The Union government will have to amend the Atomic Energy Act, 1962, to divest its stakes in the Nuclear Power Corporation (NPC) which is engaged in increasing its capacity addition to 63,000 Mw by 2032 from the present 4,780 Mw. The state-owned entity’s authorised capital is Rs 15,000 crore, while the share capital is worth Rs 10,000 crore.
According to the Atomic Energy Act, 1962, a government company is one where the central government holds not less than 51 per cent of the paid-up share capital. The government “shall have the power to produce, develop, use and dispose of atomic energy either by itself or through any authority or corporation established by it or a government company and carry out research into any matters connected therewith”.
NPC is under the government radar for disinvestment owing to its strong balance sheet. The 1987-founded corporation’s total assets are worth Rs 41,894 crore, while fixed assets are of the order of Rs 29,587 crore. Its networth is Rs 22,162 crore as on March 31, 2011. NPC’s net is reported at Rs 1,376 crore during 2010-11 — and it is expected to surge to Rs 2,000 crore during 2011-12.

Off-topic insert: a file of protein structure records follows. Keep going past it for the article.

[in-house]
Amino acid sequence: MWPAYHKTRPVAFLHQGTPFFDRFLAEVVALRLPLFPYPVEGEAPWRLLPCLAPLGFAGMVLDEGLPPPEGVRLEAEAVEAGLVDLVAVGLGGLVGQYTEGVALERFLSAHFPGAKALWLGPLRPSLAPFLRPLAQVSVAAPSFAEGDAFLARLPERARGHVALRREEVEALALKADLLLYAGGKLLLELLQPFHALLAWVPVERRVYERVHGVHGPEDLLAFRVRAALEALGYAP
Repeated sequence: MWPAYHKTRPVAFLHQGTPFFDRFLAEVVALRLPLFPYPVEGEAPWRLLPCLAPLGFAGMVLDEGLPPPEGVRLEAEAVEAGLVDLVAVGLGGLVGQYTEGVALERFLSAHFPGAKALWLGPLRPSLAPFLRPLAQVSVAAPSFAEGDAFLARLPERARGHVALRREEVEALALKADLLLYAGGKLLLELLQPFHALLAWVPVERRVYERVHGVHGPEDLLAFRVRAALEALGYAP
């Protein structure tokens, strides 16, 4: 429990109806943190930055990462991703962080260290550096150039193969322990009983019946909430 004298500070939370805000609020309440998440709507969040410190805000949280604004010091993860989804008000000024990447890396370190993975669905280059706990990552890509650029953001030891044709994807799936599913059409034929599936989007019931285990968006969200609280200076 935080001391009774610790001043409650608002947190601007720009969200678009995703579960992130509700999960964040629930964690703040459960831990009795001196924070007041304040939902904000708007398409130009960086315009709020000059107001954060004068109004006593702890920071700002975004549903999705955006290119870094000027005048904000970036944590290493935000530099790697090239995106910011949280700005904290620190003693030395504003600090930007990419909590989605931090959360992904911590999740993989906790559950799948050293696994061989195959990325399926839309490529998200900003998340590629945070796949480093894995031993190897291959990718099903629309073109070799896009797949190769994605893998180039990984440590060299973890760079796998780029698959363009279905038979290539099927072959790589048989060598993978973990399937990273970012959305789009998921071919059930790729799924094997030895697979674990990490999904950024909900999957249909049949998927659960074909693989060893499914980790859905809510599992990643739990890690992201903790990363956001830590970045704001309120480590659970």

An NPC official notes that the company tops the list of 29 public sector undertakings shortlisted by the Prime Minister’s Economic Advisory Council for disinvestment. “However, it does not figure in the current year’s budget proposals presented by finance minister.
The government is quite aware that the disinvestment will be possible only after amendments to the Atomic Energy Act, 1962,” he told Business Standard. “In the present avatar, NPC is a government-owned company established with a special purpose of nuclear power generation. The government, after amendment, can initially divest up to 10 per cent.”
The official informs that the government can simultaneously consider allowing the private sector to pick up to 49 per cent in NPC, which would continue to hold 51 per cent shares. “Several private sector companies have so far evinced interest to form joint venture. However, GMR has formally written to the central government in this regard,” he adds.
“Till the government allows private-sector participation through a JV (joint venture) route, NPC will continue to join hands with several PSUs to pursue capacity addition,” he adds. They include Bharat Heavy Electricals, NTPC, Indian Oil Corporation and National Aluminium Company Ltd.